But I took a chance and went to Ecoclub, and the first thing Miss Peppin, who ran the Ecoclub, tells me is "Go ahead, grab a bag of seeds, and let's go out to the garden." And in that garden I decided to grow jalapenos, which to me were delicious and good food, and I grew up with them, but more than anything, I saw my mom grow jalapenos in our backyard in coffee pots and tires and her own unique way of growing plants and herbs and different vegetables. And so I wanted to show to my mom that I could do that, too, and I wanted to make salsa for her at the end of that crop.
Then they tricked me. Then I started worrying about photosynthesis, carbon dioxide, and pH balance and all these different things, and I started caring about school, and I did better, and I got more interested in what school represented.
So at the end of that semester, I got an opportunity to go to the Teton Science School in Wyoming. Now, for a kid who grew up in the middle of South Central and didn't have-- didn't see much beyond that, to see the stars for the first time in my life, to see more stars than I could count for the first time in my life, to see a shooting star and realize it wasn't a Disney special effect or anything like that, to see a free-flowing river, and to get a good night's sleep because there wasn't a helicopter or police siren outside my window was an enlightening moment, to say the least. And then the scientific experience that came with that, you know, learning about plate tectonics and erosion and different flora and fauna just kind of opened up a new world to me in making sure that I realized that just as I was connected to those stars that I was looking at so was I connected to my community back home.
MARK MADISON: That's a great story. Teton Science School is a beautiful place.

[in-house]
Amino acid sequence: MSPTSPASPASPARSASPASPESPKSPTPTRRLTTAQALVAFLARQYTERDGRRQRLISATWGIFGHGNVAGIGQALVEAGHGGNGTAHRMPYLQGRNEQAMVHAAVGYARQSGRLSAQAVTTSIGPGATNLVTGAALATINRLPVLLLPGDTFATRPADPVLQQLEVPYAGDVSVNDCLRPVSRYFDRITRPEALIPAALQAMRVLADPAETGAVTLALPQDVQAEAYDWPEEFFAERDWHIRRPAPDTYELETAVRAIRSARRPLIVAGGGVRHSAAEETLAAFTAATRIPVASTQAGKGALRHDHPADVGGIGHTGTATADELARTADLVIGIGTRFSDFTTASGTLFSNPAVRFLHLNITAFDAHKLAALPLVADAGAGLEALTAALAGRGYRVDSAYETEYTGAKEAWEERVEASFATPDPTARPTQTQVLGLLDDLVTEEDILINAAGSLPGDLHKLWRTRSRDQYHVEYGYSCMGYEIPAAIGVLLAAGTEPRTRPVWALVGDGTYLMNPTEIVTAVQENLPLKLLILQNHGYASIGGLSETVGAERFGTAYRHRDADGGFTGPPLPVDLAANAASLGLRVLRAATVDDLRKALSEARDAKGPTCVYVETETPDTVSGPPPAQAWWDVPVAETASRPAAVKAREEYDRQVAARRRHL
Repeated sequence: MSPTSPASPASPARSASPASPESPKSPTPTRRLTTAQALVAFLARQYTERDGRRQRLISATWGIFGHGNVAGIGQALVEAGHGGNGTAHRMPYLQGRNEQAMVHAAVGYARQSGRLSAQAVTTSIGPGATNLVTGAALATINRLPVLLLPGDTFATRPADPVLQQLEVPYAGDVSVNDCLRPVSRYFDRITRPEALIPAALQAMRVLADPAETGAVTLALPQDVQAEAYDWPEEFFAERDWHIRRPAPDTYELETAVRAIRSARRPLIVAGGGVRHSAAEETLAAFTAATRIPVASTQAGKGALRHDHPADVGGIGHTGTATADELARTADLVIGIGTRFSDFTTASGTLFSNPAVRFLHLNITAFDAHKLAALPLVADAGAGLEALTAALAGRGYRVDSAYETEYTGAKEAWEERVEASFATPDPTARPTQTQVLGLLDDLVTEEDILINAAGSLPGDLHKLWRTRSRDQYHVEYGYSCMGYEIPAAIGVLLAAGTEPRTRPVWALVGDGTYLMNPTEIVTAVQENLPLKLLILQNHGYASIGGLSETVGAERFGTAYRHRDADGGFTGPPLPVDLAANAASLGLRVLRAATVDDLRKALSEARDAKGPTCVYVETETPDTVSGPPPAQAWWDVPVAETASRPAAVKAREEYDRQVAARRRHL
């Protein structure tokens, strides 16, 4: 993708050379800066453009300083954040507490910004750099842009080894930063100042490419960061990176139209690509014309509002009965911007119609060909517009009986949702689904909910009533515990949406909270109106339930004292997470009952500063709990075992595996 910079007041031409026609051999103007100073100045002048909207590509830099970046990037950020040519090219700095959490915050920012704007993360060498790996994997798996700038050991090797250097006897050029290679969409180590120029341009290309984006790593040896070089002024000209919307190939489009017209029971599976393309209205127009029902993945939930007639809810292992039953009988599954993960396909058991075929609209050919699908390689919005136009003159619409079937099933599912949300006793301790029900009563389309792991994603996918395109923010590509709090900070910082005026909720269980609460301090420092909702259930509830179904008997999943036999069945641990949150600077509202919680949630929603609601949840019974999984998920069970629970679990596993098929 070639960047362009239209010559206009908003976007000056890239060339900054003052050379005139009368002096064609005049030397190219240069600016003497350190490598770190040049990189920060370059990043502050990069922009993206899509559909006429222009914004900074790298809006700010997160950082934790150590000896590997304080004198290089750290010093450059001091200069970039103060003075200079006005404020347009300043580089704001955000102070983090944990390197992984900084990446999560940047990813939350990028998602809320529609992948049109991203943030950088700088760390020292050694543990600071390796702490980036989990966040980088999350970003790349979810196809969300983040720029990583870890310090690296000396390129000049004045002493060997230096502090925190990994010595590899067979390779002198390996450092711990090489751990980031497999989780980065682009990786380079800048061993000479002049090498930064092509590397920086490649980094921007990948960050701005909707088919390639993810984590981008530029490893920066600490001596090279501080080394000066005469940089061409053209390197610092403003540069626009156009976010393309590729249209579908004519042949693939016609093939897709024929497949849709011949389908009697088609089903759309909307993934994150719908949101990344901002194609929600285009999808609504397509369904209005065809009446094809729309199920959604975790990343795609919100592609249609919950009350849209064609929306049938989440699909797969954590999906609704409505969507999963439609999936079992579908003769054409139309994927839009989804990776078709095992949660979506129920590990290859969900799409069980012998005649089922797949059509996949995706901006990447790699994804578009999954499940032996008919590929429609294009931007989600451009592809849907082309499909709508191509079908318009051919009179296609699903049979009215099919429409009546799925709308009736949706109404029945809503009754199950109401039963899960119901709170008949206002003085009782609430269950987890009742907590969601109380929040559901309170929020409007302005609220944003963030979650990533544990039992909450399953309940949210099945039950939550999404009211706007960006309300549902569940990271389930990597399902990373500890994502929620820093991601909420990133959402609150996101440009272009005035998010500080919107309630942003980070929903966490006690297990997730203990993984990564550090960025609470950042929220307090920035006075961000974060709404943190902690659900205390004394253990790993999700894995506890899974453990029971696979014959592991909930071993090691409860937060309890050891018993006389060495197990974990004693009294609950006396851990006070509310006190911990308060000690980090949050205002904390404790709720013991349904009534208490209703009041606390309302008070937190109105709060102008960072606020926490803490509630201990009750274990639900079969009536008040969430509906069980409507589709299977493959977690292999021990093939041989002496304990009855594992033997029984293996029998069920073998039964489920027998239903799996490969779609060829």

JUAN MARTINEZ: Yeah, right.
MARK MADISON: Juan, what message do you give young people to inspire them and get them engaged like you?
JUAN MARTINEZ: I think it's follow your passion, and we're all integrated with this passion to explore and enjoy nature. It's integrated in our genes, I think. And when I look back at the last couple weeks, you know, my first-- I'm a National Geographic Explorer now. I was named an Emergent Explorer for 2011. I work with the North Face as an ambassador for their brand. I work with the Children & Nature
Network. I work with leaders in this issue... Rich Louv, Martin Oblong, Cheryl Charles... all mentors of mine. You know, 12 years ago when I was 15, I didn't see myself accomplishing any of these things. So if there's a message that I can put out there is that never doubt what you're capable of doing, just following your passion, and that's what I've been doing ever since.
MARK MADISON: That's great, Juan. That's a good quote to go out on.
If people wanted to learn more about the Children & Nature Network, do you guys have a web site?
JUAN MARTINEZ: We do, www.childrenandnaturenetwork.org.
MARK MADISON: Thank you very much, Juan. We have been speak wing with Juan Martinez at the Student Climate and Conservation Congress, and he's going to be addressing about 100 high school kids this evening. So thanks again, Juan.
JUAN MARTINEZ: Thank you.